CV NEWS FEED // Archbishop Joseph Fred Naumann, 74, of the Archdiocese of Kansas City, Kansas recently wrote that “what ‘Fiducia Supplicans’ proposes has been common Catholic pastoral practice,” in response to mainstream media attempts to claim that the Vatican document changes church teaching.
On January 12, the Leaven published Naumann’s article titled “‘Fiducia Supplicans’ does not change perennial church teaching.”
“The confusion regarding ‘Fiducia Supplicans’ was predictable,” Naumann wrote. “Gay rights activists within and outside the church have been demanding the church’s blessing of same-sex unions as a necessary step to the church ultimately conforming to the culture and embracing same-sex marriages.”
Naumann wrote that after he carefully read Fiducia Supplicans, it was evident to him that “the Dicastery for the Doctrine of Faith went to great lengths to make clear that it is not possible for the church to recognize the so-called marriages of same-sex individuals.”
Additionally, the Vatican’s clarification press release on January 4 “makes clear that the changes the document promotes do not alter the church’s moral teaching, but rather seek to expand the understanding of a blessing,” Naumann wrote. “It suggests that we call the prayers for individuals seeking God’s assistance in changing their lives to be pastoral blessings and not liturgical blessings.”
“I agree with the dicastery that ‘Fiducia Supplicans,’ properly understood, does not change the church’s moral teaching,” Naumann wrote. “No Vatican dicastery nor successor of Peter can change biblical teaching, the teaching of Jesus himself and the church’s consistent 2,000-year-old perennial teaching.”
Fiducia Supplicans is also “clear that marriage is not possible for same-sex individuals nor can the church give a liturgical blessing to a physical union that is contrary to the moral law and, in the case of same-sex individuals, to the design and meaning of the human body,” Naumann wrote.
The confusion in Fiducia Supplicans stems from “its attempt to expand the understanding of blessing,” Naumann wrote. “What the church previously might describe as a brief, spontaneous intercessory prayer asking the Holy Spirit to assist individuals seeking to conform their lives more perfectly to the Gospel and the church’s moral teaching is now termed a pastoral blessing.”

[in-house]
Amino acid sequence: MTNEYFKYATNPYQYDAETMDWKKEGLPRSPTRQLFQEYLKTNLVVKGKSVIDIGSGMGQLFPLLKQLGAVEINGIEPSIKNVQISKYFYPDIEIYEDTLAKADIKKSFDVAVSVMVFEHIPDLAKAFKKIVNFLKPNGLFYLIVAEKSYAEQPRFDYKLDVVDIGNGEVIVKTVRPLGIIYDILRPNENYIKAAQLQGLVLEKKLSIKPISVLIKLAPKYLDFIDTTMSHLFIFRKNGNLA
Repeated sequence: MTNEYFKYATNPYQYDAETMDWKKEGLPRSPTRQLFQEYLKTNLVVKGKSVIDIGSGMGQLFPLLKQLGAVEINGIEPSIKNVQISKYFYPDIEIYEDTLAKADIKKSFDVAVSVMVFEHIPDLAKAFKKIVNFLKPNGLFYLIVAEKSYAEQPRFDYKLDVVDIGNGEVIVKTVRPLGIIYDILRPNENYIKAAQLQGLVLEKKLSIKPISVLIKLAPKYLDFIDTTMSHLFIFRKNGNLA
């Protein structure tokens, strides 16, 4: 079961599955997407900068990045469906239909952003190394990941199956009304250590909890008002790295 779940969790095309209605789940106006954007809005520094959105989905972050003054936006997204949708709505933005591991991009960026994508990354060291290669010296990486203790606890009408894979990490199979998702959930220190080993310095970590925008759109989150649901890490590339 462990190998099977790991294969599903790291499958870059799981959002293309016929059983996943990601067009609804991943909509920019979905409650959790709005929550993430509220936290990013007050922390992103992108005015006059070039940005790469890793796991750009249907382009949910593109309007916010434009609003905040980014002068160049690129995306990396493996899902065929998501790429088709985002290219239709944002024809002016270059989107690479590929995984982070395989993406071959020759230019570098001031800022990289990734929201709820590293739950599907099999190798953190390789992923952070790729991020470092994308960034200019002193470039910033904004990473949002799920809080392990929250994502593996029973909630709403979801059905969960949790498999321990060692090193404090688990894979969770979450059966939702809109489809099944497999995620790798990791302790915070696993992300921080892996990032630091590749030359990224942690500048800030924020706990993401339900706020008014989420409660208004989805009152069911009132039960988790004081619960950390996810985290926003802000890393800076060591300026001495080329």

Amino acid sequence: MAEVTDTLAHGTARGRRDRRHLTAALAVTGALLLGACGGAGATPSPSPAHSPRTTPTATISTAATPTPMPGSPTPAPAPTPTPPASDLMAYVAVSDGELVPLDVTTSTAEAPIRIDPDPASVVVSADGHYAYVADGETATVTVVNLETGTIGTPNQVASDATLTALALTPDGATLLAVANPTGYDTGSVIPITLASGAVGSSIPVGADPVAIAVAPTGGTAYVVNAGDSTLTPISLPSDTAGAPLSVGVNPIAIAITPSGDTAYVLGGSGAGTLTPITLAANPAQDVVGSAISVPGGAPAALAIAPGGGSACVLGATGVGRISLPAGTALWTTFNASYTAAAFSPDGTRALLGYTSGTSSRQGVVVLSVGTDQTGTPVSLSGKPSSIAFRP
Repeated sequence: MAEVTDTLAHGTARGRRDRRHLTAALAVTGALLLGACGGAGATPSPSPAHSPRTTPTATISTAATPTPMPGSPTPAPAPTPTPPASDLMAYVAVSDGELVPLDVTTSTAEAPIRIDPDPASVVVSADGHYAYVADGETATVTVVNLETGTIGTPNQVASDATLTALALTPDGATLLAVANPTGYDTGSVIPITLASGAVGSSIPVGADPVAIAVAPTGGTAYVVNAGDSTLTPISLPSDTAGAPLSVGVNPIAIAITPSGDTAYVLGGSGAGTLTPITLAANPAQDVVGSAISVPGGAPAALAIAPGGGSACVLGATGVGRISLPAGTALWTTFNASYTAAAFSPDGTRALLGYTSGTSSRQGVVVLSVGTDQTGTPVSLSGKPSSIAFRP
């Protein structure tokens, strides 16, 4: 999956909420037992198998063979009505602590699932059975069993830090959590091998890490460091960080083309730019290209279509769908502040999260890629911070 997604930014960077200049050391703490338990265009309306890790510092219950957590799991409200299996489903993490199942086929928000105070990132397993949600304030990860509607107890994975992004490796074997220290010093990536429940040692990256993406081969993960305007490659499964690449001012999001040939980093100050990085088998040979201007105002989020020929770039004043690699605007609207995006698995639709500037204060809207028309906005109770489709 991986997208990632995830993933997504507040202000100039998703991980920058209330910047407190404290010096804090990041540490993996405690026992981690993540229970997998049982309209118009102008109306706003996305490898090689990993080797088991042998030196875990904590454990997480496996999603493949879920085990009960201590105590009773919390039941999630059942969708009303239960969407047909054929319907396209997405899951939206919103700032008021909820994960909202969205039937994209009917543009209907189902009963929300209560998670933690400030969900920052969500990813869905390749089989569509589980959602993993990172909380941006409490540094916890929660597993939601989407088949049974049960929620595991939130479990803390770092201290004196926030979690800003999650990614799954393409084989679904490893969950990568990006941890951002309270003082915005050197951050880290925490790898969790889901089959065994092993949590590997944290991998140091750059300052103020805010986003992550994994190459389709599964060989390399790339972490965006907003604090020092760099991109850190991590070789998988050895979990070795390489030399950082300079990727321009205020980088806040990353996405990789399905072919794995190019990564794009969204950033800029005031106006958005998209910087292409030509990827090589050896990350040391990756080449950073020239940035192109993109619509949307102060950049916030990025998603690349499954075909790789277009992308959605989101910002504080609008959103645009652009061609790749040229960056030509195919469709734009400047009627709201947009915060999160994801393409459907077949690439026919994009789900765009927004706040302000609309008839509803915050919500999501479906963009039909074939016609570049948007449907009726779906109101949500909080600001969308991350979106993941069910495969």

Naumann highlighted that the Dicastery’s guidelines state that the blessings only last a few seconds. He quoted the Dicastery for the Doctrine of the Faith, which stated that
if two people approach together to seek the blessing, one simply asks the Lord for peace, health and other good things for these two people who request it. At the same time, one asks that they may live the Gospel of Christ in full fidelity and so that the Holy Spirit can free these two people from everything that does not correspond to his divine will and from everything that requires purification.
“Who would object to praying for an individual or individuals as described by the dicastery?” Naumman wrote. “It is the insistence that this prayer of intercession be called a pastoral blessing of a same-sex couple that has created controversy and confusion.”
“Actually, what ‘Fiducia Supplicans’ proposes has been common Catholic pastoral practice,” he wrote. “No priest worthy of the title ‘Father,’ would refuse to offer prayers for an individual or individuals who are sincerely asking for spiritual help in changing their lives in a way that conforms to God’s will.”
Naumann also highlighted Catholic apostolates Courage and Desert Stream/Living Waters Ministry as resources for “those with same-sex attraction striving to live chastely.”
In concluding Naumann wrote, “I believe the great legacy of the papacy of Pope Francis will be his pushing and prodding the church to seek to bring Jesus to those on the peripheries and for Catholics to expect to encounter the living Jesus in those on the margins of society.”
“This priority of Pope Francis has been a blessing for the church. Personally, I think that attempting to force a redefinition of blessing in a way that can be interpreted to be an accommodation to woke culture does not help to advance this great pastoral priority,” Naumann wrote.
“In the Archdiocese of Kansas City, I urge our priests and deacons to treat everyone, including those who struggle with same-sex attraction, with the respect due to one created in the divine image and for whom Jesus gave his life on Calvary,” Naumann concluded:
I encourage all of our clergy to welcome the opportunity to pray with and for anyone seeking to conform their lives to the Gospel of Jesus and the clear and consistent moral teaching of his church.
I also urge our clergy to be vigilant in striving never to cause confusion about the true nature of marriage or the church’s moral teaching on authentic love. In our overly sexualized culture, wounded by the tragic consequences of the so-called sexual revolution, we must strive to be witnesses to the joy and beauty of chaste love consistent with our state of life.